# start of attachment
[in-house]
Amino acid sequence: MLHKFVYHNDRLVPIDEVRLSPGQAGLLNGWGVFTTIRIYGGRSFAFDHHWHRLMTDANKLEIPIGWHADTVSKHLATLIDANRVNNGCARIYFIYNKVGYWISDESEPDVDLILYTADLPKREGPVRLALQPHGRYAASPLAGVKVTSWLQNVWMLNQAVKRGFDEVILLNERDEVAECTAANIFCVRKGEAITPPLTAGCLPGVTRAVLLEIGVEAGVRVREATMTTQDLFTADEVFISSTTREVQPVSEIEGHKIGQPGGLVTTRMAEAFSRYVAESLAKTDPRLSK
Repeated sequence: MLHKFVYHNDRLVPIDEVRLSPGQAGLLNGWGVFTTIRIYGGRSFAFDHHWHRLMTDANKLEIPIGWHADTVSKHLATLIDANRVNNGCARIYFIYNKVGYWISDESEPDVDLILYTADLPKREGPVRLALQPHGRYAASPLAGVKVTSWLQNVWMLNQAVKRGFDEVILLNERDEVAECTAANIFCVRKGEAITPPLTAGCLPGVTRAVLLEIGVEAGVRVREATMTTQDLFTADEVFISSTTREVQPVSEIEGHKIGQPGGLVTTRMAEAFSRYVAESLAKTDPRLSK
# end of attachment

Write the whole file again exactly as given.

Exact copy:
[in-house]
Amino acid sequence: MLHKFVYHNDRLVPIDEVRLSPGQAGLLNGWGVFTTIRIYGGRSFAFDHHWHRLMTDANKLEIPIGWHADTVSKHLATLIDANRVNNGCARIYFIYNKVGYWISDESEPDVDLILYTADLPKREGPVRLALQPHGRYAASPLAGVKVTSWLQNVWMLNQAVKRGFDEVILLNERDEVAECTAANIFCVRKGEAITPPLTAGCLPGVTRAVLLEIGVEAGVRVREATMTTQDLFTADEVFISSTTREVQPVSEIEGHKIGQPGGLVTTRMAEAFSRYVAESLAKTDPRLSK
Repeated sequence: MLHKFVYHNDRLVPIDEVRLSPGQAGLLNGWGVFTTIRIYGGRSFAFDHHWHRLMTDANKLEIPIGWHADTVSKHLATLIDANRVNNGCARIYFIYNKVGYWISDESEPDVDLILYTADLPKREGPVRLALQPHGRYAASPLAGVKVTSWLQNVWMLNQAVKRGFDEVILLNERDEVAECTAANIFCVRKGEAITPPLTAGCLPGVTRAVLLEIGVEAGVRVREATMTTQDLFTADEVFISSTTREVQPVSEIEGHKIGQPGGLVTTRMAEAFSRYVAESLAKTDPRLSK